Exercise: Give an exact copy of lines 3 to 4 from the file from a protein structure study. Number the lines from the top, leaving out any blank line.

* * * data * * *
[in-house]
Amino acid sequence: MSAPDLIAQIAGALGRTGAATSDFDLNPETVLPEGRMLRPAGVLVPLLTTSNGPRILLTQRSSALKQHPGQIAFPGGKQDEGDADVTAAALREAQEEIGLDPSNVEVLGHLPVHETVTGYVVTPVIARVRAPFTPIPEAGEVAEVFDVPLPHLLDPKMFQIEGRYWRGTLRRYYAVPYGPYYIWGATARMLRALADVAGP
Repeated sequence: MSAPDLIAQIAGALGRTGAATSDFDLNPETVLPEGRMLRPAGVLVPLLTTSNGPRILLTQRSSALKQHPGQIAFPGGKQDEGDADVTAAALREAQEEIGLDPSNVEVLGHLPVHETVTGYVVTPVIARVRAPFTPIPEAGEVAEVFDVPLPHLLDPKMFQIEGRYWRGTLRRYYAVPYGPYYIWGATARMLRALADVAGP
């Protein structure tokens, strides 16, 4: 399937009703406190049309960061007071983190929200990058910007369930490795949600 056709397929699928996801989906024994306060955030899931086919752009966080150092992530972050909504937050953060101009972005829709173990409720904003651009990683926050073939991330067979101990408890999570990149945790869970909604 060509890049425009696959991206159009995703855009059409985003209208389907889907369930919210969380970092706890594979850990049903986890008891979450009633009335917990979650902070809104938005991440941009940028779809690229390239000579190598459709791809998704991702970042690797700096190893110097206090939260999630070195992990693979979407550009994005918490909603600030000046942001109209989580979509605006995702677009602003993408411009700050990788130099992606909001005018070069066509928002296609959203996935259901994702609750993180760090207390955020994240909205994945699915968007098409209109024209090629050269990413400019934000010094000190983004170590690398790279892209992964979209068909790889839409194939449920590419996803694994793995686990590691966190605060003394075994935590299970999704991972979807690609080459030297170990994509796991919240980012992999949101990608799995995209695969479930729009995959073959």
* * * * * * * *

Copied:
Repeated sequence: MSAPDLIAQIAGALGRTGAATSDFDLNPETVLPEGRMLRPAGVLVPLLTTSNGPRILLTQRSSALKQHPGQIAFPGGKQDEGDADVTAAALREAQEEIGLDPSNVEVLGHLPVHETVTGYVVTPVIARVRAPFTPIPEAGEVAEVFDVPLPHLLDPKMFQIEGRYWRGTLRRYYAVPYGPYYIWGATARMLRALADVAGP
């Protein structure tokens, strides 16, 4: 399937009703406190049309960061007071983190929200990058910007369930490795949600 056709397929699928996801989906024994306060955030899931086919752009966080150092992530972050909504937050953060101009972005829709173990409720904003651009990683926050073939991330067979101990408890999570990149945790869970909604 060509890049425009696959991206159009995703855009059409985003209208389907889907369930919210969380970092706890594979850990049903986890008891979450009633009335917990979650902070809104938005991440941009940028779809690229390239000579190598459709791809998704991702970042690797700096190893110097206090939260999630070195992990693979979407550009994005918490909603600030000046942001109209989580979509605006995702677009602003993408411009700050990788130099992606909001005018070069066509928002296609959203996935259901994702609750993180760090207390955020994240909205994945699915968007098409209109024209090629050269990413400019934000010094000190983004170590690398790279892209992964979209068909790889839409194939449920590419996803694994793995686990590691966190605060003394075994935590299970999704991972979807690609080459030297170990994509796991919240980012992999949101990608799995995209695969479930729009995959073959």